The first time Randall Kelley, PhD, learned about Artificial Intelligence (AI) was as a Post-Doctorate Fellow at Harvard University in 2009. Kelley used machine learning science in a project—and never looked back.
Thirteen years later, ARCS Alumnus Randall Kelley is the Director of Machine Learning at Manifold, an AI engineering company that builds intelligent software products to move at a fast rate of speed for dozens of global partners in the healthcare and high-tech industries. “I specialize in applying existing techniques to solve the given problems in the medical field,” he says.
Some of Kelley’s projects include creating computer models that remind patients to regularly take prescription medications, refining a computer information retrieval system that helps COVID-19 researchers quickly pull information from more than 70,000 journal articles, and developing an “early warning system” that detects irregularities in clinical drug trials.
“A computer can’t discern if the anomaly is a data entry error or a serious side effect that could harm the patient. Typically, a drug trial will be halted until a medical expert can review the data and make a judgment call—which is time consuming,” he explains. “But a system using artificial intelligence can hopefully identify safety issues early on in these trials and allow patients access to potentially life-saving drugs sooner.”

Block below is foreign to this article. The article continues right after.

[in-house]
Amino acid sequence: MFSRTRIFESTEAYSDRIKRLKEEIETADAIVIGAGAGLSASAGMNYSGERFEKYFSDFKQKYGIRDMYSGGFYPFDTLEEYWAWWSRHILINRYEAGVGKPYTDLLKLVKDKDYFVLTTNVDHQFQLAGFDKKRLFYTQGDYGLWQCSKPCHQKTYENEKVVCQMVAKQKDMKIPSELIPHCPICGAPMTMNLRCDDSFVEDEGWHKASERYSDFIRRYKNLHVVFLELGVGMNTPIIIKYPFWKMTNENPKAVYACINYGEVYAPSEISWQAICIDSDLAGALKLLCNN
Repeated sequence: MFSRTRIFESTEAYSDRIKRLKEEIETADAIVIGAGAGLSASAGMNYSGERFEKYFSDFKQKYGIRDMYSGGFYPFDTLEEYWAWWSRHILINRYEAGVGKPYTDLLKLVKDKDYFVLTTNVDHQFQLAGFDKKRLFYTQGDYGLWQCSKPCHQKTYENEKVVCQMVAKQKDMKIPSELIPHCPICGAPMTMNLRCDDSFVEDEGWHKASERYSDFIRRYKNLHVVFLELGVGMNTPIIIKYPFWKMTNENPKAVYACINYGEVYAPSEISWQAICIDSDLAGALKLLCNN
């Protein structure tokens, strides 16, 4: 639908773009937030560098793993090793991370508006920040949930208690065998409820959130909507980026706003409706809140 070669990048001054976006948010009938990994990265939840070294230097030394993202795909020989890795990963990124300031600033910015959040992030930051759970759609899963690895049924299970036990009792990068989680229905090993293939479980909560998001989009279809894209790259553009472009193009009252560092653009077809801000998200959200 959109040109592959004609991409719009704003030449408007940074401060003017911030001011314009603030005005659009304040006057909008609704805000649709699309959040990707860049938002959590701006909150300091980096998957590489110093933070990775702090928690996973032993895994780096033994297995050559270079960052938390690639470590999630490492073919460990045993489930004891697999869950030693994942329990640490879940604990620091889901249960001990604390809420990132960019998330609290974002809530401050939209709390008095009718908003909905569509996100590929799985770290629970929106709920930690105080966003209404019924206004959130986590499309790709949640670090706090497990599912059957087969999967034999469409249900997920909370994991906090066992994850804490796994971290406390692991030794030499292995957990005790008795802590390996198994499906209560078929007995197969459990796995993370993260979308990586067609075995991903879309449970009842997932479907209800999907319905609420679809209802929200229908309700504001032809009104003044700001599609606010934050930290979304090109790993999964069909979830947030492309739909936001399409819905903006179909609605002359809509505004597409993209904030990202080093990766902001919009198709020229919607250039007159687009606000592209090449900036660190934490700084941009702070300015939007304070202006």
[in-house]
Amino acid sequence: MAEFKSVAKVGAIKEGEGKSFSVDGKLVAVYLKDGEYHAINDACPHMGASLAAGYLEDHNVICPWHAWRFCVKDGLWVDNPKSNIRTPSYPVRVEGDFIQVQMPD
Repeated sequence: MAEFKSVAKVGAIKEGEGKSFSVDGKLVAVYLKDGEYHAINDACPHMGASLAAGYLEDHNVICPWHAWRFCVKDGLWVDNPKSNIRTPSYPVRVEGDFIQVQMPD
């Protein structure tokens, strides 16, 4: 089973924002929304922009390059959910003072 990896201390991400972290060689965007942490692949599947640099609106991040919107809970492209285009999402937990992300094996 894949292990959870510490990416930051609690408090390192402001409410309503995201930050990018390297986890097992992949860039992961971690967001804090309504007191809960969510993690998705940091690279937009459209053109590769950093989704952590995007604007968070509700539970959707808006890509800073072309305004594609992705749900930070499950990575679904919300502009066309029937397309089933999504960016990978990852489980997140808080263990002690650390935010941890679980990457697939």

Prior to joining Manifold, Kelley worked for a series of other companies which also utilized AI. While a data science manager at television recording giant TiVo, he built an optimizer that used machine learning to improve television media planning and performance—in both speed and accuracy. The technology allowed viewers to save and record TV programs to a hard drive – and watch them later.
Before Kelley jumped into the actual use of AI, he was a physics instructor at Harvard, where his application of machine learning was based on theory and purely academic.
According to Kelley, the Artificial Intelligence industry has evolved since he left the academic world. “In the last eight years, the internet and search engines that use sophisticated machine learning have gotten significantly faster and better,” he explains. “Many big technology companies continue to use machine learning at a faster pace —it’s a way to streamline and optimize their businesses over their competition.”
Kelley was an ARCS Scholar award recipient from 2007-2009. “The ARCS Scholar award was tremendously helpful,” he says. “The extra funds gave me an opportunity to scale back on teaching and focus on my research, which allowed me to graduate in five years. Without ARCS help, I would not have graduated that quickly.”
A PhD graduate in theoretical particle physics from University of California San Diego, Kelley says he combines his knowledge of physics’ analytical and technical skills and AI expertise to help outside companies become more efficient. “The applications of artificial intelligence range from forecasting the supply and demand of a product, to helping medical doctors detect cancer in radiological images,” he said. “The AI field will allow companies to streamline and optimize their businesses—which will hopefully also help more people.”